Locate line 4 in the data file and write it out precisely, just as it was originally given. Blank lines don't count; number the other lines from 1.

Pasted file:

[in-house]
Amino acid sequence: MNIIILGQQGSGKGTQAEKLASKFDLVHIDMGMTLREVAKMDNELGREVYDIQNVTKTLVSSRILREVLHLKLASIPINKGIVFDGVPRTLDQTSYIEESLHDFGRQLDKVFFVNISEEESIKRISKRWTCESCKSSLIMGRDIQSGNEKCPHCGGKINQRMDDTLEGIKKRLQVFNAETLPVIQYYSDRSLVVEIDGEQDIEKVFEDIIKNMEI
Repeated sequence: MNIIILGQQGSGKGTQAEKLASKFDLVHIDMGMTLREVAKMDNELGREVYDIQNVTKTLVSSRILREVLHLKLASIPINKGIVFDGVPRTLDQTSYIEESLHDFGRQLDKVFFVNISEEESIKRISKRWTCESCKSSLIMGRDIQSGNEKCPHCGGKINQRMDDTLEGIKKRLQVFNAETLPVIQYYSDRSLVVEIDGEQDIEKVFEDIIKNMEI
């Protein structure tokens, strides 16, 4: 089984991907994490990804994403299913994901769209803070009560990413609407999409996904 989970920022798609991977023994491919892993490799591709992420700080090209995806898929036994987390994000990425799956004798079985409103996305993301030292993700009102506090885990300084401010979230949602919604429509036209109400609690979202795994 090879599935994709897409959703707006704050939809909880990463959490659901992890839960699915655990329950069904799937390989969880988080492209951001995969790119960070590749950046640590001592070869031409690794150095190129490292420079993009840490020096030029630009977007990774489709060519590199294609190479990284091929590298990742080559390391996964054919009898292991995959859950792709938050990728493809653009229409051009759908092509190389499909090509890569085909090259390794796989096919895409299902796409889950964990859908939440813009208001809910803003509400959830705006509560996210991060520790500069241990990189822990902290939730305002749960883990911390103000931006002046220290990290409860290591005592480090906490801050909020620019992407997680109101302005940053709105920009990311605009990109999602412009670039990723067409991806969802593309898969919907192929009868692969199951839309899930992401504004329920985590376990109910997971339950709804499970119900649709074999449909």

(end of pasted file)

């Protein structure tokens, strides 16, 4: 089984991907994490990804994403299913994901769209803070009560990413609407999409996904 989970920022798609991977023994491919892993490799591709992420700080090209995806898929036994987390994000990425799956004798079985409103996305993301030292993700009102506090885990300084401010979230949602919604429509036209109400609690979202795994 090879599935994709897409959703707006704050939809909880990463959490659901992890839960699915655990329950069904799937390989969880988080492209951001995969790119960070590749950046640590001592070869031409690794150095190129490292420079993009840490020096030029630009977007990774489709060519590199294609190479990284091929590298990742080559390391996964054919009898292991995959859950792709938050990728493809653009229409051009759908092509190389499909090509890569085909090259390794796989096919895409299902796409889950964990859908939440813009208001809910803003509400959830705006509560996210991060520790500069241990990189822990902290939730305002749960883990911390103000931006002046220290990290409860290591005592480090906490801050909020620019992407997680109101302005940053709105920009990311605009990109999602412009670039990723067409991806969802593309898969919907192929009868692969199951839309899930992401504004329920985590376990109910997971339950709804499970119900649709074999449909």